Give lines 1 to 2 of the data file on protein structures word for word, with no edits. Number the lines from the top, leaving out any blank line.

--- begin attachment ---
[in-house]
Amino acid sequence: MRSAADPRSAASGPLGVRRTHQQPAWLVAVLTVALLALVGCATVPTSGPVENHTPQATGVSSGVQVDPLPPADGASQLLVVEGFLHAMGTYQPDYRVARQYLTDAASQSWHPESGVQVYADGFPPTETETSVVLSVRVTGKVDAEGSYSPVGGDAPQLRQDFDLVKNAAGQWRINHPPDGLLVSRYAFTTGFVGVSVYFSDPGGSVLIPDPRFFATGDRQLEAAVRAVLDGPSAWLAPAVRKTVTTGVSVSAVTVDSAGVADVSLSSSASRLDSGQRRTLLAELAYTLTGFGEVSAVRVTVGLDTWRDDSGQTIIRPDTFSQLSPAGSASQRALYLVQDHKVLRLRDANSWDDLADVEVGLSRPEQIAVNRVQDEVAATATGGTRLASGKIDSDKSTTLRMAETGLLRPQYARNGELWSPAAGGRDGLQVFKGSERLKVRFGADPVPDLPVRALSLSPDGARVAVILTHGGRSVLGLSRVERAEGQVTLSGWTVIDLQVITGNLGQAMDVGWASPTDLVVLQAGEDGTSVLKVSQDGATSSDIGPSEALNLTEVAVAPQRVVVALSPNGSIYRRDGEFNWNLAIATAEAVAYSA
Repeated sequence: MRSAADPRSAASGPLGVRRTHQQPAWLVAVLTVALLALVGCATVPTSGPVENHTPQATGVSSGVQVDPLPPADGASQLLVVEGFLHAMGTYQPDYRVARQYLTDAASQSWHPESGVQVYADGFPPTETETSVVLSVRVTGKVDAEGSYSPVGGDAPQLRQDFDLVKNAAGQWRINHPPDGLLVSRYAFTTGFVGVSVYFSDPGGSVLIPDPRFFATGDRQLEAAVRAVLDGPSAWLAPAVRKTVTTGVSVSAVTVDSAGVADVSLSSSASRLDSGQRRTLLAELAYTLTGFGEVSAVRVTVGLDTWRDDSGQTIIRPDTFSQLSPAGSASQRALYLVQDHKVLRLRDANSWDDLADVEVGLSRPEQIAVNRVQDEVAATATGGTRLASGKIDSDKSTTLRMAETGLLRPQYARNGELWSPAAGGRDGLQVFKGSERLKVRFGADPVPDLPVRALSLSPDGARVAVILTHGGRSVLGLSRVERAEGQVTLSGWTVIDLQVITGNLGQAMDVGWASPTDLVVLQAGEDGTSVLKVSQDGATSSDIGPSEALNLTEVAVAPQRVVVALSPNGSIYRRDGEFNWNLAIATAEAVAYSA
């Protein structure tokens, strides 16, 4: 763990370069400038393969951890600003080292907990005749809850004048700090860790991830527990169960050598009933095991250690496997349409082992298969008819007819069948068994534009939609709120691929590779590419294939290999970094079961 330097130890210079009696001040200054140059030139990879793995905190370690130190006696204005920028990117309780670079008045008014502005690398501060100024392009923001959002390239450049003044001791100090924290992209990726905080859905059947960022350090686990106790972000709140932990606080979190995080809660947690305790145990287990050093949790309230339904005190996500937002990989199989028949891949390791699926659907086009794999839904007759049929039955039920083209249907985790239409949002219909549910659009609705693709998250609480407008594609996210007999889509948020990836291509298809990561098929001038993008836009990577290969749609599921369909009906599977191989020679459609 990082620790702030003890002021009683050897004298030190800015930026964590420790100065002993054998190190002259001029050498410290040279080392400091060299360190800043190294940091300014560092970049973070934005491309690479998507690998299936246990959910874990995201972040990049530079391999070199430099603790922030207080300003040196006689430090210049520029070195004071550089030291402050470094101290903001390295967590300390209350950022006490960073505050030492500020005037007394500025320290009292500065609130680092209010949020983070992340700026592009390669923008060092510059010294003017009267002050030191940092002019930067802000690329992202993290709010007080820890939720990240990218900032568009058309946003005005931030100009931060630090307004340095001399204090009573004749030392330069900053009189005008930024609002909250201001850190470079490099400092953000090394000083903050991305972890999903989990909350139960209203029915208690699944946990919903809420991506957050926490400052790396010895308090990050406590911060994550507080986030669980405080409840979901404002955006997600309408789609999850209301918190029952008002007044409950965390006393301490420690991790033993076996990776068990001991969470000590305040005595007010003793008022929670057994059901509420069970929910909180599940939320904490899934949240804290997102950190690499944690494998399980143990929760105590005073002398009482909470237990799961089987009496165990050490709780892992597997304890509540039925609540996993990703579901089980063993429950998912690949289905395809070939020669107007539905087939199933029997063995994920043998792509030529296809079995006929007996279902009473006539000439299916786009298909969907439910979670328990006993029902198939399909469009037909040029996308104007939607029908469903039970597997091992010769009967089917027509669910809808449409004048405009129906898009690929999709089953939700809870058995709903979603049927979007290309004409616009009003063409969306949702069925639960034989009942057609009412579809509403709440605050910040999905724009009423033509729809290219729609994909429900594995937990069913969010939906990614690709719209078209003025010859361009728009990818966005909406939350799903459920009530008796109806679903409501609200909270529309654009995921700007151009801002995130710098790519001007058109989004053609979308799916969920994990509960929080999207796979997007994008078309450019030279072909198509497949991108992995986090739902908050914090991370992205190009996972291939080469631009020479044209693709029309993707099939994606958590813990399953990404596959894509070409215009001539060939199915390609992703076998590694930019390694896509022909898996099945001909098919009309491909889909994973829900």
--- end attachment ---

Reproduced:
[in-house]
Amino acid sequence: MRSAADPRSAASGPLGVRRTHQQPAWLVAVLTVALLALVGCATVPTSGPVENHTPQATGVSSGVQVDPLPPADGASQLLVVEGFLHAMGTYQPDYRVARQYLTDAASQSWHPESGVQVYADGFPPTETETSVVLSVRVTGKVDAEGSYSPVGGDAPQLRQDFDLVKNAAGQWRINHPPDGLLVSRYAFTTGFVGVSVYFSDPGGSVLIPDPRFFATGDRQLEAAVRAVLDGPSAWLAPAVRKTVTTGVSVSAVTVDSAGVADVSLSSSASRLDSGQRRTLLAELAYTLTGFGEVSAVRVTVGLDTWRDDSGQTIIRPDTFSQLSPAGSASQRALYLVQDHKVLRLRDANSWDDLADVEVGLSRPEQIAVNRVQDEVAATATGGTRLASGKIDSDKSTTLRMAETGLLRPQYARNGELWSPAAGGRDGLQVFKGSERLKVRFGADPVPDLPVRALSLSPDGARVAVILTHGGRSVLGLSRVERAEGQVTLSGWTVIDLQVITGNLGQAMDVGWASPTDLVVLQAGEDGTSVLKVSQDGATSSDIGPSEALNLTEVAVAPQRVVVALSPNGSIYRRDGEFNWNLAIATAEAVAYSA